The United States has been the de facto leader in outer space activities since it placed men on the Moon during Project Apollo. That success culminated the Cold War space race with the Soviet Union, and the resultant technological and scientific benefits gave the United States significant geopolitical prestige and the mantle of leadership in outer space. Since the Cold War, the United States continued that leadership by morphing outer space activities not only into an arena for geopolitical prestige, but one for exploitation. Visible programs such as the Space Shuttle and the International Space Station and less visible scientific, military and intelligence programs demonstrate that outer space has practical benefits to be exploited and has significant national security applications, to which the United States has played the role as leader.1 Yet, the United States’ rise to leadership in outer space was not the result of random decisions based solely on political whim. Rather, that rise was the result of national space policies implemented over successive Presidential administrations that served as a guide for the nation’s outer space activities.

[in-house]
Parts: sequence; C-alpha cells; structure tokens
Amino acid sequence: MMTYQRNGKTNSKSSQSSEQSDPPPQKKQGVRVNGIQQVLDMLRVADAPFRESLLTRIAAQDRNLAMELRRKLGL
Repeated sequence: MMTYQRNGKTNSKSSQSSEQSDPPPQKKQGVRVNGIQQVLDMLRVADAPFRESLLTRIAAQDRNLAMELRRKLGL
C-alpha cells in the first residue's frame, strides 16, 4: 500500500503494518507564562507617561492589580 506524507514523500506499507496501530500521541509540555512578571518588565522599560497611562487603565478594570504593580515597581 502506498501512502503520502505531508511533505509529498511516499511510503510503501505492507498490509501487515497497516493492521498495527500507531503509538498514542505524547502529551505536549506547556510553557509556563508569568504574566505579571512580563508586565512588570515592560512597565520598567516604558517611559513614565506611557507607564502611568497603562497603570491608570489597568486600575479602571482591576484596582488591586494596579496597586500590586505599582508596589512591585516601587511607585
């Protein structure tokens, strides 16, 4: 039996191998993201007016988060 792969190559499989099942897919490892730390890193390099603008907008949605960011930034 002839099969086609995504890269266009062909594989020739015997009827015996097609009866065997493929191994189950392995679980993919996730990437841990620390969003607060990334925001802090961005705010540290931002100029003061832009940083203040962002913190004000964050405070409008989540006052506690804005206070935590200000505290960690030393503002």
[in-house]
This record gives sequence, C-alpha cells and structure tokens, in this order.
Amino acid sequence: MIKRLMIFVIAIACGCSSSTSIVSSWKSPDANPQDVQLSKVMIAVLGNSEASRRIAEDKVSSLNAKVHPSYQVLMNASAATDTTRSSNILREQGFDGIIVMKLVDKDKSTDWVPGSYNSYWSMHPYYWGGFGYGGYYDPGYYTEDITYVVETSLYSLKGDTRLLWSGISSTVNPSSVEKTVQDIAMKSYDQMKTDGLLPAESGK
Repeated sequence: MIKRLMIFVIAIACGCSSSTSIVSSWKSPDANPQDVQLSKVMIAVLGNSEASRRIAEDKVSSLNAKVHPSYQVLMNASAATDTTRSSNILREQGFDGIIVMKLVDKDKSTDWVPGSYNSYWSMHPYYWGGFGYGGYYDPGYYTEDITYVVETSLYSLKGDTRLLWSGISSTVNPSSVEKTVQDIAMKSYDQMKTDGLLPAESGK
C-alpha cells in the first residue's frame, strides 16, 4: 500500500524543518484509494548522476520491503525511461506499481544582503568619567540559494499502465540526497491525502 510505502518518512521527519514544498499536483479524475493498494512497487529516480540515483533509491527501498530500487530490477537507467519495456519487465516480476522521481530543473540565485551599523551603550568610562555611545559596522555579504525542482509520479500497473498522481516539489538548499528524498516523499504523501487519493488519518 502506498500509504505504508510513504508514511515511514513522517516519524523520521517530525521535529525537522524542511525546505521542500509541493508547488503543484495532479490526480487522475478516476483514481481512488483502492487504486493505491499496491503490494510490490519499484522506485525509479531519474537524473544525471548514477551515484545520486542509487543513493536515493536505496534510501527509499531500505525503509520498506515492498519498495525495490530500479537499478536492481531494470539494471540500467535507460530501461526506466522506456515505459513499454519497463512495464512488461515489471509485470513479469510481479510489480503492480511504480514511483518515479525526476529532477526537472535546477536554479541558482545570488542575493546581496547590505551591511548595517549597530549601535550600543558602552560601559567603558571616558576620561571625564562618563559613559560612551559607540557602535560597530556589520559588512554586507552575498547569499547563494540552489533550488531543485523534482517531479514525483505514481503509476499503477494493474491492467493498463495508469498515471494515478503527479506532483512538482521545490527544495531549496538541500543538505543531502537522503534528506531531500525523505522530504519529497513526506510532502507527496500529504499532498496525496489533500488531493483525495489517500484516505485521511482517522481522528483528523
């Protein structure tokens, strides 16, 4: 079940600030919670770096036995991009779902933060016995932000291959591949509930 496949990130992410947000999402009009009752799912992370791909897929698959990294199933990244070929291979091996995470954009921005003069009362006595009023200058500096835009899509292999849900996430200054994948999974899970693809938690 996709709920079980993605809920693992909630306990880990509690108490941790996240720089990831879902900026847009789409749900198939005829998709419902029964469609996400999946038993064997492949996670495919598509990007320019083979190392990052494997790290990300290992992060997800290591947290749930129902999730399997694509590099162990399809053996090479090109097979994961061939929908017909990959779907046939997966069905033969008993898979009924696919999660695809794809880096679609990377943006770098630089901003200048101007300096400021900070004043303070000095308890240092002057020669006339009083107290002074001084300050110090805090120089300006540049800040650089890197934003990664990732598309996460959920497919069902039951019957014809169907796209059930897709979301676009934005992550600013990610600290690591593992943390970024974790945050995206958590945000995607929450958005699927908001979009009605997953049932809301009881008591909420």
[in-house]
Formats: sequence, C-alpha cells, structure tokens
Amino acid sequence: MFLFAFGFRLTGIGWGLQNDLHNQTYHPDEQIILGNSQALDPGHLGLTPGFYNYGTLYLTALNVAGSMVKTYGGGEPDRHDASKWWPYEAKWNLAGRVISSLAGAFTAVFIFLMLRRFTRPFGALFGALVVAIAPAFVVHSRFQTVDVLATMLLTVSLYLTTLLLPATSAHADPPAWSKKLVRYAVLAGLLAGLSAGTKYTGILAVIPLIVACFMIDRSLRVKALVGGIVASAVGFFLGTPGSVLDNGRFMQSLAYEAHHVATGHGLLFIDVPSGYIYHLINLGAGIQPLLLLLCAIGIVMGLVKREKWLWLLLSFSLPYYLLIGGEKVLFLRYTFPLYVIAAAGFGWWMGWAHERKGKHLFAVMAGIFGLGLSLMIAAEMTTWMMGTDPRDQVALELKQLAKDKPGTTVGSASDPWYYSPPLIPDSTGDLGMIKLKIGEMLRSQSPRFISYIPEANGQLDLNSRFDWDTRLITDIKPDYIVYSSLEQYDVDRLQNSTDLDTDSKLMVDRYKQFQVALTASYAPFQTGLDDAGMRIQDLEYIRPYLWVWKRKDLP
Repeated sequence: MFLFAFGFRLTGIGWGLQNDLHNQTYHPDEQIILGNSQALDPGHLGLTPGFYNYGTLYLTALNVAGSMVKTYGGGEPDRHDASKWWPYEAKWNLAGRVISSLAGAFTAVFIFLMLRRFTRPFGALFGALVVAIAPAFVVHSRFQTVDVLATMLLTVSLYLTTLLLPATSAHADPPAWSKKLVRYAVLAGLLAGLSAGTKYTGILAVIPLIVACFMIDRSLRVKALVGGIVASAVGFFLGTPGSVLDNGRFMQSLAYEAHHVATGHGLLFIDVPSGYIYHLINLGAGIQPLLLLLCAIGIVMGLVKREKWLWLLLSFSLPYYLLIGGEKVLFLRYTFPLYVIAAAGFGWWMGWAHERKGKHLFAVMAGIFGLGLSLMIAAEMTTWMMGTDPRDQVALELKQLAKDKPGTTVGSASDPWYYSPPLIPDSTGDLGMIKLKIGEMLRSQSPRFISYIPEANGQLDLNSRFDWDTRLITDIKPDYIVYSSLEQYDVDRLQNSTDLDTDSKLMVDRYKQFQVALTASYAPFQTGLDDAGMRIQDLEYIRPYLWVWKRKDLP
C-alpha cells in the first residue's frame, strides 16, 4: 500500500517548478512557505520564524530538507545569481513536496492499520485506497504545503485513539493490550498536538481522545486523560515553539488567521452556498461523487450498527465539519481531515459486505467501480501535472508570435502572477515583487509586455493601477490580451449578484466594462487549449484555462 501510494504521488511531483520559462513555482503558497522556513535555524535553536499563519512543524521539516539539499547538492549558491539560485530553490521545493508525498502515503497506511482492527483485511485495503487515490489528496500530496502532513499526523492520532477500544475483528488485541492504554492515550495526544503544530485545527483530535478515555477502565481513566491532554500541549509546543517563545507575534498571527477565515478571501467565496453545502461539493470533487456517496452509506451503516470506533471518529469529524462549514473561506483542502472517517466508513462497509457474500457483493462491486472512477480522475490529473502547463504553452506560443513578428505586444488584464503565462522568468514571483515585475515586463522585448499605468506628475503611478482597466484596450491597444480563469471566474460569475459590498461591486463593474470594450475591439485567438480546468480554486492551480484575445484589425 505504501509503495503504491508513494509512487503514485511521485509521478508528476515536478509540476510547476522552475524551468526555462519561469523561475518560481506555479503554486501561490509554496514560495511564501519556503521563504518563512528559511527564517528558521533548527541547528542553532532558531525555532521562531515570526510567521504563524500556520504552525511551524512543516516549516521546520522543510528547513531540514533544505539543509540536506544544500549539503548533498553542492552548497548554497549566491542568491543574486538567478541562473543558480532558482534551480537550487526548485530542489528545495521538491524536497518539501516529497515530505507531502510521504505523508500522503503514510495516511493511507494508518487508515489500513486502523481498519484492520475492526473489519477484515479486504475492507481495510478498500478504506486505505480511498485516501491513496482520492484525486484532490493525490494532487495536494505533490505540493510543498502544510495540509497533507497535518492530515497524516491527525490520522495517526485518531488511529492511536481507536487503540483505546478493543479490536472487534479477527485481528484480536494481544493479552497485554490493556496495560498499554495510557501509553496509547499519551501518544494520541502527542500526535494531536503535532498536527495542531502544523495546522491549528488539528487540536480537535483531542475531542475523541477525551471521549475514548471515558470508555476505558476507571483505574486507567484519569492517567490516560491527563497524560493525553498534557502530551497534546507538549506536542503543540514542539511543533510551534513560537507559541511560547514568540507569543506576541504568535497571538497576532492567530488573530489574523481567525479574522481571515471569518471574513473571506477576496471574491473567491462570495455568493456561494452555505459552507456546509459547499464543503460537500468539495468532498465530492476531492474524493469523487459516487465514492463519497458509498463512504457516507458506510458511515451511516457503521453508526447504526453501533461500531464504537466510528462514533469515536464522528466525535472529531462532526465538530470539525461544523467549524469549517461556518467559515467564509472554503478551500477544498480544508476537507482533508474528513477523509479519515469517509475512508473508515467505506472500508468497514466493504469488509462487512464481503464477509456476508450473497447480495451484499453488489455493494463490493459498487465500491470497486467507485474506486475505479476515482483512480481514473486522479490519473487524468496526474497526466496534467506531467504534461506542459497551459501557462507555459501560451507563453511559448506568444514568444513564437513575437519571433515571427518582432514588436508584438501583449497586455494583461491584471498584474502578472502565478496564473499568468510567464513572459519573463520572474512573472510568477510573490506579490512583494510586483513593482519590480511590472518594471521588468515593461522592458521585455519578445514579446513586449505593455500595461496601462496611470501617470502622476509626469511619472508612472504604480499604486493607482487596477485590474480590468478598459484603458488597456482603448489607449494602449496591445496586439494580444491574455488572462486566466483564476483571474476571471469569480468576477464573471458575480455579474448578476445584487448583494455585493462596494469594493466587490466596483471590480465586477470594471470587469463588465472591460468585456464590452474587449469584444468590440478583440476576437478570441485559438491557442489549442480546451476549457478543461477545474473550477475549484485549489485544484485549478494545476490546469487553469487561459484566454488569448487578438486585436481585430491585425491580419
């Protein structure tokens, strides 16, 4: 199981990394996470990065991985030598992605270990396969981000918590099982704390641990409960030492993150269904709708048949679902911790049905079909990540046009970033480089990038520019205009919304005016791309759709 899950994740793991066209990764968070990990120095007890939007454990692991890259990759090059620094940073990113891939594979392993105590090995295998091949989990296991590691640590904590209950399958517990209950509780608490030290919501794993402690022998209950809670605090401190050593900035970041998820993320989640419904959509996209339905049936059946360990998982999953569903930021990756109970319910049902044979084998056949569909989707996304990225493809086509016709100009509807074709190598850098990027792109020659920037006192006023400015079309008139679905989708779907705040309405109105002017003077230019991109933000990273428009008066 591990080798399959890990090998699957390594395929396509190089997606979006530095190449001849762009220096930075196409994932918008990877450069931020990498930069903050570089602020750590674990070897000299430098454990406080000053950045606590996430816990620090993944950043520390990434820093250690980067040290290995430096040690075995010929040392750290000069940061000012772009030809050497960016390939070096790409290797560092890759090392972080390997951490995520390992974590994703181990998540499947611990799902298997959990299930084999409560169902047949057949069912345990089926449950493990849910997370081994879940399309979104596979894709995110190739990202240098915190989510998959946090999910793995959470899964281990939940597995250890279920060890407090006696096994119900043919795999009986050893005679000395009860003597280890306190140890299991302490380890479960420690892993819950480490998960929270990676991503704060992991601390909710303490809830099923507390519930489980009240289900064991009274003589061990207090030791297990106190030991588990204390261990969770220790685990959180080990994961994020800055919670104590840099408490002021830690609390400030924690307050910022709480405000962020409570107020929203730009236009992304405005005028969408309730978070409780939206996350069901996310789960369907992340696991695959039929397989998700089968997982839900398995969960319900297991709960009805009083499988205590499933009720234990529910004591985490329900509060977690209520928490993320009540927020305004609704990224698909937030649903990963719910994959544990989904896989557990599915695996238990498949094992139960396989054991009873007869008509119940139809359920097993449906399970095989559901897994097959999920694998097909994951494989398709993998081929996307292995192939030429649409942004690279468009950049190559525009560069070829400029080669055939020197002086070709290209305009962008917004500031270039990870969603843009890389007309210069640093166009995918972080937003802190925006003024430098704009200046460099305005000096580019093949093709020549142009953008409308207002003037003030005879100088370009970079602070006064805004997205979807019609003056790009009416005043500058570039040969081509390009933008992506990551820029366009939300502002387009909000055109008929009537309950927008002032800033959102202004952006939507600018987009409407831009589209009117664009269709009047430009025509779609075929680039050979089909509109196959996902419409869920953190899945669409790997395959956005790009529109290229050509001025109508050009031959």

Michael J. Listner is an attorney and the founder and principal of Space Law & Policy Solutions, which is a legal and policy think tank and consultation firm that identifies issues and offers practical solutions for matters relating to outer space security and development.